The gas is then outputted rearwardly through the pattern of manifold outlets 149 formed within the vertical wall 145 of the manifold 139. The reactant gas flows from the gas distribution manifold chamber 147 through the outlets 149 and into the vertically disposed gas delivery channel 151. The gas then flows vertically downward within the gas delivery channel 151 and passes out of the gas delivery chamber 151 through the outlet 155 and into cavity 157. The gas is then turned 90° horizontally and directed to the input 73 of the reactor 59 with a predetermined desired shaped velocity profile adapted to provide a uniform deposition coating on the single wafer 93 to be processed within the reactor 59.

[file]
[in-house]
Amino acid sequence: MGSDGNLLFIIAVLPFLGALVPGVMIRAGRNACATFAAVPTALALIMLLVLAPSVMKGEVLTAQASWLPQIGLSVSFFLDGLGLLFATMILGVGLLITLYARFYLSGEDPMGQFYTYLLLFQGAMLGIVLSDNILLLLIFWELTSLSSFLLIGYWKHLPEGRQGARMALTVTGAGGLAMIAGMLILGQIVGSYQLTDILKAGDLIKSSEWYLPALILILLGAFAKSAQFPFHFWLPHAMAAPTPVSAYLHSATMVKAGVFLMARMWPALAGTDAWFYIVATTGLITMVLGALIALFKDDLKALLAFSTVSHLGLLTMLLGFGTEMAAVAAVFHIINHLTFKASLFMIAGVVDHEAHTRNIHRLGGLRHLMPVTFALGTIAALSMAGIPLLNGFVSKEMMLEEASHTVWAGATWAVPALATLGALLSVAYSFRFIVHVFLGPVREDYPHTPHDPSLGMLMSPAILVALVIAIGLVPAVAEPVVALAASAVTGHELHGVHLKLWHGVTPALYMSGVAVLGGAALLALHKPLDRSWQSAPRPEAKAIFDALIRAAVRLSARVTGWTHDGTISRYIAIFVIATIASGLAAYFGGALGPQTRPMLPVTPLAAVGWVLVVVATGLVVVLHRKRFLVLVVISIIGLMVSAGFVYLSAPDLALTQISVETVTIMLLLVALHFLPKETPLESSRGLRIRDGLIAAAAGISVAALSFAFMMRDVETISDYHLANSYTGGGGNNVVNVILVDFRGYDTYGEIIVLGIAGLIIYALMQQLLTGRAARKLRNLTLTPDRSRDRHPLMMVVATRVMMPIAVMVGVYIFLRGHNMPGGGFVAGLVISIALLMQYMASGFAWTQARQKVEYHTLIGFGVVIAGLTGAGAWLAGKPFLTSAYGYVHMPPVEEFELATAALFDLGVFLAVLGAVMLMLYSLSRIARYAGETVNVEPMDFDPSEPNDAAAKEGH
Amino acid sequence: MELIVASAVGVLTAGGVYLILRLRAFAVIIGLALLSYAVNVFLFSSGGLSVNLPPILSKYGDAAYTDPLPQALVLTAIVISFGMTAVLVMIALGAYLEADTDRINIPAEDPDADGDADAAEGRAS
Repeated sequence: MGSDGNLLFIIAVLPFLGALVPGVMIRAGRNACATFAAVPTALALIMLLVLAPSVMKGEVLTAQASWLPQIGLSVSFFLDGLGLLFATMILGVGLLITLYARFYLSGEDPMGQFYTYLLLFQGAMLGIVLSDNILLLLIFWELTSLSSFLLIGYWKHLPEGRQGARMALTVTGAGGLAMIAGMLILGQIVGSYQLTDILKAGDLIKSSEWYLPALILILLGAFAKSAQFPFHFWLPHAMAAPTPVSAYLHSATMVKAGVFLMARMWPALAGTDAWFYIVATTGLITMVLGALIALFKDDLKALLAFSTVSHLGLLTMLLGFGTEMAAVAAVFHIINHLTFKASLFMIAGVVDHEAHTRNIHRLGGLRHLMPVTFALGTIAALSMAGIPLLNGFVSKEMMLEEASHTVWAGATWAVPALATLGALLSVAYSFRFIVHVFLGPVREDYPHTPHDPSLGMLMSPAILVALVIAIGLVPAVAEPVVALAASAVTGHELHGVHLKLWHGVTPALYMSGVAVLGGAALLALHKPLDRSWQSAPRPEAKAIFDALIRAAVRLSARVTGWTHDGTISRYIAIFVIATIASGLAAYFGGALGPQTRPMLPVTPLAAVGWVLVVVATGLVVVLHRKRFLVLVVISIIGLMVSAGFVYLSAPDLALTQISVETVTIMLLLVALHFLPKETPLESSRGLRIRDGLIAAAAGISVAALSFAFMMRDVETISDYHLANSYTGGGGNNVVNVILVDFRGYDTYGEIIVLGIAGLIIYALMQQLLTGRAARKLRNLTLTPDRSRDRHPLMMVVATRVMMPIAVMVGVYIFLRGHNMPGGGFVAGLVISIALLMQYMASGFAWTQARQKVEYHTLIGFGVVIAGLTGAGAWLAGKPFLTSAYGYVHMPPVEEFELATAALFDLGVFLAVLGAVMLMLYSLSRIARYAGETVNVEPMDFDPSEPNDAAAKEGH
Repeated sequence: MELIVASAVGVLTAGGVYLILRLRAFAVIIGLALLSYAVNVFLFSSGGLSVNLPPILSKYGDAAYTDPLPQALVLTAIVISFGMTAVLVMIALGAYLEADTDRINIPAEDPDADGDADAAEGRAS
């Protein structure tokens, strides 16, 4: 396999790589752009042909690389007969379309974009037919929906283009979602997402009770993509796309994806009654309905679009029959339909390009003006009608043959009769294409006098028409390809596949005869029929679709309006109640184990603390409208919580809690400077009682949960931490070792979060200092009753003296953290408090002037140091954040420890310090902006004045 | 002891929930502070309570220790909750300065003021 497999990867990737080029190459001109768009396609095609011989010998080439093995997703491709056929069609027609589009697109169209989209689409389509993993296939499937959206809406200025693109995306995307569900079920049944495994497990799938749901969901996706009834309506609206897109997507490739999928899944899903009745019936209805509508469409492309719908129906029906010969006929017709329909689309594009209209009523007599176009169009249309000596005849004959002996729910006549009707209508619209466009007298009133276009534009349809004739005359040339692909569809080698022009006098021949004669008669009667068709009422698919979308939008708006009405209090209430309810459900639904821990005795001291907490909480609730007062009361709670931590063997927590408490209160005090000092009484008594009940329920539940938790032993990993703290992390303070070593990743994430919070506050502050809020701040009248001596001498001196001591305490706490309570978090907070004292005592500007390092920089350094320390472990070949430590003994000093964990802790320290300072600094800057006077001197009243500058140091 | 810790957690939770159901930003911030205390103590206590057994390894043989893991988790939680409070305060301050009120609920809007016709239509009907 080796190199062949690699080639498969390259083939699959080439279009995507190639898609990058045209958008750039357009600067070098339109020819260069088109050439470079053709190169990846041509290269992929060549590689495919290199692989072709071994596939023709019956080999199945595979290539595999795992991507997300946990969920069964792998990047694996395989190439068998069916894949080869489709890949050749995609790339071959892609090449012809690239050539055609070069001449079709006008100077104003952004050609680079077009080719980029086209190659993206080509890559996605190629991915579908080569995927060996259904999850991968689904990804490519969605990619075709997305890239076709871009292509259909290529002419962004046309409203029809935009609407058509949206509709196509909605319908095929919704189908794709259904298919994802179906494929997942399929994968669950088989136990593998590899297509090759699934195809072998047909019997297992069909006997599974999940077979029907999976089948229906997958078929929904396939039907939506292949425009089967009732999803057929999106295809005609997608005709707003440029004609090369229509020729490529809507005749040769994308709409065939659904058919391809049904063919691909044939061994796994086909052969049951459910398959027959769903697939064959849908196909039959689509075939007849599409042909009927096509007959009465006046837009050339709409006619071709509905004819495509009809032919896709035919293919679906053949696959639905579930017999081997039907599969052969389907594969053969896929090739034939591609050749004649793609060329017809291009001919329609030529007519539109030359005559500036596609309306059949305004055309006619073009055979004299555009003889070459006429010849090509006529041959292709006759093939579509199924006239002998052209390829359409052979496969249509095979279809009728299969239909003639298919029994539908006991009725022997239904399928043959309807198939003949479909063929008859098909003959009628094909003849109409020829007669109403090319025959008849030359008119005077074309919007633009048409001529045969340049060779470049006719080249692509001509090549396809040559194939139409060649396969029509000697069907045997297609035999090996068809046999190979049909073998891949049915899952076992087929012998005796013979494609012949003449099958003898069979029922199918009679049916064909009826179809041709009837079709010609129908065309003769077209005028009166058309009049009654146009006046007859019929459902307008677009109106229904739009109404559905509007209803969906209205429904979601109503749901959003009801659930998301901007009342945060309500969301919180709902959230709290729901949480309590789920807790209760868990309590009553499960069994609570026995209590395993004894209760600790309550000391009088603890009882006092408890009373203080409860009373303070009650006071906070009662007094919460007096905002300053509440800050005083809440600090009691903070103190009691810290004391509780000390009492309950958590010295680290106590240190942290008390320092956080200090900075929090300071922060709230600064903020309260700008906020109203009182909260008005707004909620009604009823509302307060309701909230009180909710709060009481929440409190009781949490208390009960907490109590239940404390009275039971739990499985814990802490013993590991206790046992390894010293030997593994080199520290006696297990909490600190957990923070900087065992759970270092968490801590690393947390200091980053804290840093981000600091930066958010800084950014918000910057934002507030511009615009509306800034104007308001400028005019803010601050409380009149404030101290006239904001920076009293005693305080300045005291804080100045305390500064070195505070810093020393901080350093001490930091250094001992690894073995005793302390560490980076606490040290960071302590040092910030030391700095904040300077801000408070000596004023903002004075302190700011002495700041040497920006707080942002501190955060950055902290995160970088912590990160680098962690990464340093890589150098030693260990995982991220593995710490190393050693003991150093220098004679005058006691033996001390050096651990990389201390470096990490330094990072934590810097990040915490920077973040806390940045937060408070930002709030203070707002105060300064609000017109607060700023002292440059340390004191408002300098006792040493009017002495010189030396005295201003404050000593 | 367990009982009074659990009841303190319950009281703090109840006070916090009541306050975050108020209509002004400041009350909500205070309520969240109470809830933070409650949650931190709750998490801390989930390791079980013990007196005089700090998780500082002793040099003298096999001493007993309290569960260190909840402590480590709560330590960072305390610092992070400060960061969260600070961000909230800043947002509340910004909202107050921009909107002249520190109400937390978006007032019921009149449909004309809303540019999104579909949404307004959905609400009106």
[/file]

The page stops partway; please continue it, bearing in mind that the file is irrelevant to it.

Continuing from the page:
The pattern of outlets 149 within the stainless steel vertical wall 145 of the manifold member 139 is shown in detail in FIG. 6. In FIG. 6, it will be seen that the outlets 149 are located in the top end portion of the vertical wall 145 having a lower end portion 185. The wall is a generally rectangular, substantially planar wall 145 having a top edge surface, a bottom edge surface 179, a left edge portion 181, a right edge portion 183, a front surface 185 and a rear surface 187. The plurality of outlets 149 are operably disposed along the top portion 188 spaced adjacent the two surface and arranged in groups as hereinafter described.